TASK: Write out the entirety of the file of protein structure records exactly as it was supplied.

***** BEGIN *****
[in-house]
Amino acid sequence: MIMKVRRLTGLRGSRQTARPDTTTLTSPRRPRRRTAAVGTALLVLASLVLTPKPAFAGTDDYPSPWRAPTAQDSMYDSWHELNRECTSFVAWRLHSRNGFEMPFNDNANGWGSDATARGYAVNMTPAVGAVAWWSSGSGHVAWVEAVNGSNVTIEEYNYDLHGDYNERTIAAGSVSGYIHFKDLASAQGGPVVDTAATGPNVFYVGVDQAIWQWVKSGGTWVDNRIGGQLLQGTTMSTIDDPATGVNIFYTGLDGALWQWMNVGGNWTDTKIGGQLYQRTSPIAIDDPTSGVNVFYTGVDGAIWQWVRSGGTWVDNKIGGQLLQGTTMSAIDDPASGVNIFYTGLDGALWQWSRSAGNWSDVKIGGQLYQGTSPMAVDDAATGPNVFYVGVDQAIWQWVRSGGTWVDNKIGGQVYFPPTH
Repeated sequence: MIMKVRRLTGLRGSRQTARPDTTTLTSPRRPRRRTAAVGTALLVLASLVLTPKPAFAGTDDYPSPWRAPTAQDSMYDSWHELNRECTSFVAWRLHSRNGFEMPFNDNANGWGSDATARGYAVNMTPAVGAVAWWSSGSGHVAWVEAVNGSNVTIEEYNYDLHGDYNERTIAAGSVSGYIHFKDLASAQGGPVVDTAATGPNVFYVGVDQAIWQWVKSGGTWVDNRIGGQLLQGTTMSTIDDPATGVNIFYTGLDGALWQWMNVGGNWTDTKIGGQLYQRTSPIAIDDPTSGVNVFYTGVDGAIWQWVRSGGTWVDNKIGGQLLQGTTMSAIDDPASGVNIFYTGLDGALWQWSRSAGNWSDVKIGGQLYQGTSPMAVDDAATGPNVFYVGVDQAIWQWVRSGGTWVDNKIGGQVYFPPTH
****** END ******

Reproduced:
[in-house]
Amino acid sequence: MIMKVRRLTGLRGSRQTARPDTTTLTSPRRPRRRTAAVGTALLVLASLVLTPKPAFAGTDDYPSPWRAPTAQDSMYDSWHELNRECTSFVAWRLHSRNGFEMPFNDNANGWGSDATARGYAVNMTPAVGAVAWWSSGSGHVAWVEAVNGSNVTIEEYNYDLHGDYNERTIAAGSVSGYIHFKDLASAQGGPVVDTAATGPNVFYVGVDQAIWQWVKSGGTWVDNRIGGQLLQGTTMSTIDDPATGVNIFYTGLDGALWQWMNVGGNWTDTKIGGQLYQRTSPIAIDDPTSGVNVFYTGVDGAIWQWVRSGGTWVDNKIGGQLLQGTTMSAIDDPASGVNIFYTGLDGALWQWSRSAGNWSDVKIGGQLYQGTSPMAVDDAATGPNVFYVGVDQAIWQWVRSGGTWVDNKIGGQVYFPPTH
Repeated sequence: MIMKVRRLTGLRGSRQTARPDTTTLTSPRRPRRRTAAVGTALLVLASLVLTPKPAFAGTDDYPSPWRAPTAQDSMYDSWHELNRECTSFVAWRLHSRNGFEMPFNDNANGWGSDATARGYAVNMTPAVGAVAWWSSGSGHVAWVEAVNGSNVTIEEYNYDLHGDYNERTIAAGSVSGYIHFKDLASAQGGPVVDTAATGPNVFYVGVDQAIWQWVKSGGTWVDNRIGGQLLQGTTMSTIDDPATGVNIFYTGLDGALWQWMNVGGNWTDTKIGGQLYQRTSPIAIDDPTSGVNVFYTGVDGAIWQWVRSGGTWVDNKIGGQLLQGTTMSAIDDPASGVNIFYTGLDGALWQWSRSAGNWSDVKIGGQLYQGTSPMAVDDAATGPNVFYVGVDQAIWQWVRSGGTWVDNKIGGQVYFPPTH